TBILISI -- Georgia's Special Penitentiary Service has again barred former President Mikheil Saakashvili from attending his trial on embezzlement charges, saying it created a security risk.
In a statement issued hours before a hearing on November 15, the service added that Saakashvili, who is in the seventh week of a hunger strike to protest his arrest on a different charge, also cannot be present in the courtroom due to his poor state of heath.
Saakashvili's trial on November 15 on embezzlement charges comes a week after a hearing in a court case against him over his role in the violent dispersal of opposition protesters in November 2007. He was not allowed to attend that trial either.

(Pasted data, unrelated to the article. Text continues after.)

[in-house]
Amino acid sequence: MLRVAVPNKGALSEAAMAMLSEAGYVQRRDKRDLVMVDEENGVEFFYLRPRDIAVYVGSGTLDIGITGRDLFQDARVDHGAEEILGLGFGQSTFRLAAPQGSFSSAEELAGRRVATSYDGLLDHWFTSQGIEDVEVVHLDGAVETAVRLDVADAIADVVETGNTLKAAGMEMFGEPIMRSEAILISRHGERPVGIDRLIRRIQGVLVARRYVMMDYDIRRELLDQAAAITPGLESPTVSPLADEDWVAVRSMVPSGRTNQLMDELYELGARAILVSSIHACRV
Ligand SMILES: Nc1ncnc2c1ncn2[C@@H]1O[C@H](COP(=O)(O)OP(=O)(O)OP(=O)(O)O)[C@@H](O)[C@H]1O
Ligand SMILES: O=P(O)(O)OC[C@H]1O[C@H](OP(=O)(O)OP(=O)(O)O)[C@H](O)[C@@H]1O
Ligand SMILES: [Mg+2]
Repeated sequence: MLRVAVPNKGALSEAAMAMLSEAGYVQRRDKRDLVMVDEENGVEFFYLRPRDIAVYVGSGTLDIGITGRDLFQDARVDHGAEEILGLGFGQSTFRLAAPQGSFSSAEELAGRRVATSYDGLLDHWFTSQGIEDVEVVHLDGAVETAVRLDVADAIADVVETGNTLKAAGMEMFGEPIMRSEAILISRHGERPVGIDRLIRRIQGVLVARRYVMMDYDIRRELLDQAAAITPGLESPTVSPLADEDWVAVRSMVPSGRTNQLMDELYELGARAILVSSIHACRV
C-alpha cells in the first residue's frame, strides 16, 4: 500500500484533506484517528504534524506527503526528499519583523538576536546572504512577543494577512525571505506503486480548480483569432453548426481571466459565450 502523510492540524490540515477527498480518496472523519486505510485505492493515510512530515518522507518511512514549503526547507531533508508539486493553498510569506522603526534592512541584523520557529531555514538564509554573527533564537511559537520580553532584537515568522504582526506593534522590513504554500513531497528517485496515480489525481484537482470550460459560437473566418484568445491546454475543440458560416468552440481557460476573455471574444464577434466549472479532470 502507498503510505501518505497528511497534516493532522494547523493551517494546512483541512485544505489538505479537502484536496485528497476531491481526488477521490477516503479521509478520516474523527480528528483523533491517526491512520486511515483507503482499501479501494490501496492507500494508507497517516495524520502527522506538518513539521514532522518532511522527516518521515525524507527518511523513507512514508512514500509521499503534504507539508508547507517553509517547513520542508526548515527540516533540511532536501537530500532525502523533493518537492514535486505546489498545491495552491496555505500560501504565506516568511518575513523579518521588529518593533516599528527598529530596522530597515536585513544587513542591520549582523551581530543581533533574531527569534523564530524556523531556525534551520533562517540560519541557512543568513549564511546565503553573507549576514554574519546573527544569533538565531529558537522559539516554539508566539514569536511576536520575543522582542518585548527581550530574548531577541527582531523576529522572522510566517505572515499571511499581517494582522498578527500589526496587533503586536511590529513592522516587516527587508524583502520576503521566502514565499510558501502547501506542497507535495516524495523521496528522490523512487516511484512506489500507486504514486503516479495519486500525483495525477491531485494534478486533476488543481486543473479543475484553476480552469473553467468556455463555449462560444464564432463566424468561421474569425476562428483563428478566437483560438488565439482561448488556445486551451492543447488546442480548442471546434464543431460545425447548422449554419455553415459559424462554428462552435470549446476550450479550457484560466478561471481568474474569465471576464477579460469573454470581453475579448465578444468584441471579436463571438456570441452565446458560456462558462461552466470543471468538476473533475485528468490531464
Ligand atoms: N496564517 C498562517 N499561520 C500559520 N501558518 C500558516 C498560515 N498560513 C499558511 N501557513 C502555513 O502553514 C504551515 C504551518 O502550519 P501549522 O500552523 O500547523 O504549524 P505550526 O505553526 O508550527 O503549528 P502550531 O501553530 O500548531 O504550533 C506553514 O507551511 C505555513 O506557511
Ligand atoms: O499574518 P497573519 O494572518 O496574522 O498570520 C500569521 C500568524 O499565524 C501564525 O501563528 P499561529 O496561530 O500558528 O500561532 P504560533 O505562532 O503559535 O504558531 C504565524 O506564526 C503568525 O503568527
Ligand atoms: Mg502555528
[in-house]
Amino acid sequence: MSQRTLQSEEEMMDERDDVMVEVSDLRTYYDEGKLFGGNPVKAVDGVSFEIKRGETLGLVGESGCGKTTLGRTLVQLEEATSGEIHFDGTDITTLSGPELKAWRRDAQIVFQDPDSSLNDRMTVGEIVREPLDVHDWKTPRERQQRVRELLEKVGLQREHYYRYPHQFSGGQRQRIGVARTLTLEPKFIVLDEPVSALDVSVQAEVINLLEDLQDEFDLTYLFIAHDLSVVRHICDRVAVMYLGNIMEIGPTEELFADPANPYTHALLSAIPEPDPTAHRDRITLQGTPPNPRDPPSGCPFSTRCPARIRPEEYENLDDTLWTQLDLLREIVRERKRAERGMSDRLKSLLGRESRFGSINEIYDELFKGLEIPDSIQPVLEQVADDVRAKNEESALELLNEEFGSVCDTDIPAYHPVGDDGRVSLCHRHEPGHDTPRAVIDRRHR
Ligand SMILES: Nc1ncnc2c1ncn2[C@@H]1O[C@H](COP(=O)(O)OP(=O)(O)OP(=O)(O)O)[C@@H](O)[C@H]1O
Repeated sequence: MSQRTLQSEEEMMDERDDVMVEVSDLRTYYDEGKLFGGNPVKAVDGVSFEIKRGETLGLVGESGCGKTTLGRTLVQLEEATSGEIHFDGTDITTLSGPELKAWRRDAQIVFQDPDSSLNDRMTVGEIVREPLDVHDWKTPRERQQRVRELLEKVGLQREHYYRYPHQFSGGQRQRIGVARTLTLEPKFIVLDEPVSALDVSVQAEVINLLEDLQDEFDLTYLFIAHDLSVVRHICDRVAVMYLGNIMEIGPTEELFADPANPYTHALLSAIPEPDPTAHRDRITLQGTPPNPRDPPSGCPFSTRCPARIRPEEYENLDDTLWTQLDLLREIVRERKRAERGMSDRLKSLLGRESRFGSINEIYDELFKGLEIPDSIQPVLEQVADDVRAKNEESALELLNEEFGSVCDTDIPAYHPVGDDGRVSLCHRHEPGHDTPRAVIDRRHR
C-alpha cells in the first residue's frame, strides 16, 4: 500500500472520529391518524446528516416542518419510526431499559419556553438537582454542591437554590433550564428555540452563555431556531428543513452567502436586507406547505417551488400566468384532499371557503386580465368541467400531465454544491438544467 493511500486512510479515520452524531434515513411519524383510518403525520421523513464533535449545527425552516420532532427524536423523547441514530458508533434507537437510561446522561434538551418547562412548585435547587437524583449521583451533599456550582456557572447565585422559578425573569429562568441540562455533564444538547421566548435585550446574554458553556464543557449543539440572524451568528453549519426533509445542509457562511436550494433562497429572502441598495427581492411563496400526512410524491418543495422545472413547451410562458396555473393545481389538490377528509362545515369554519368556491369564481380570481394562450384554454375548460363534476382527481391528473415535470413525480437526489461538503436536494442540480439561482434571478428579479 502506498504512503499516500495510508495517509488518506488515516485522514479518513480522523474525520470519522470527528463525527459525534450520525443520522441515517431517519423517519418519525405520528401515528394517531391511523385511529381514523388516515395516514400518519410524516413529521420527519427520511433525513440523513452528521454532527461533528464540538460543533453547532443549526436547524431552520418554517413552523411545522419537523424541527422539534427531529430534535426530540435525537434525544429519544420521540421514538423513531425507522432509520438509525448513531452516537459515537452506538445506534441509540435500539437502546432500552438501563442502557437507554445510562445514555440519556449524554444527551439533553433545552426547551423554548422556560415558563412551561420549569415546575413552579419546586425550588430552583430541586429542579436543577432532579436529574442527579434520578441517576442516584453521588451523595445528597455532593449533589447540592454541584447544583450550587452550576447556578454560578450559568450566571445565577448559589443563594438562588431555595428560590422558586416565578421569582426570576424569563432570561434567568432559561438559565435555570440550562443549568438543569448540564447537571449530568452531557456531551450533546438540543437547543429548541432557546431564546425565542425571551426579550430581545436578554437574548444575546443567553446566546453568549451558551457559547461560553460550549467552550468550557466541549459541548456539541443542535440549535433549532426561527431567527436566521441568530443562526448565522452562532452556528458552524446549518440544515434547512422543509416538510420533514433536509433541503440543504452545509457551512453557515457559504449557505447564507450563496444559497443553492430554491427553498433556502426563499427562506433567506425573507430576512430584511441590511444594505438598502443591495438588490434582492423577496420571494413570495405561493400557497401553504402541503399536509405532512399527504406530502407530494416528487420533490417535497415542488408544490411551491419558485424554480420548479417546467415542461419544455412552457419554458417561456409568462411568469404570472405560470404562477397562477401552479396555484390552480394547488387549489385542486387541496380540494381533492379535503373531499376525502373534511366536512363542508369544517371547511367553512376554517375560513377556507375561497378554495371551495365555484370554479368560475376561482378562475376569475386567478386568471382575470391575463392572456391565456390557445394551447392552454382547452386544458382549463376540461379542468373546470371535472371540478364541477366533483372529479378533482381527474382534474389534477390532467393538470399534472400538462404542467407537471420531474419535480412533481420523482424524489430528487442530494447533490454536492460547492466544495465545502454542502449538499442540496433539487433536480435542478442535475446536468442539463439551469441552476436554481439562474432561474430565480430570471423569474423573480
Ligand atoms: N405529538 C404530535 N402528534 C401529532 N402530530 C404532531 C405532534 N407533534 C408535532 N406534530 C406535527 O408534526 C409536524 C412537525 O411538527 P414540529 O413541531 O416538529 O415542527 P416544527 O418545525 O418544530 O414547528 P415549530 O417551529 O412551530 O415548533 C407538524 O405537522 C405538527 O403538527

The trial that started on November 15 was adjourned until December 2 after Saakashvili's lawyers again demanded their client’s presence in the courtroom.
Meanwhile, activists of Saakashvili's United National Movement (ENM) party and his supporters marched in Tbilisi, demanding his immediate transfer to a civilian clinic.
Several lawmakers announced on November 15 that they have started hunger strikes to support Saakashvili.
Saakashvili was arrested on October 1 for allegedly illegally entering Georgia when he returned after an eight-year absence.
Saakashvili, who was president from 2004 to 2013, left the country shortly after the presidential election of 2013 and was convicted in absentia in 2018 of abuse of power and seeking to cover up evidence about the beating of an opposition member of parliament.
Saakashvili has said all of the charges against him are politically motivated. His supporters have been protesting his arrest since early October. They have been demanding his transfer to a civilian medical clinic as his health fails due to the hunger strike.
The government has refused to transfer Saakasahvili, instead placing him in a prison hospital.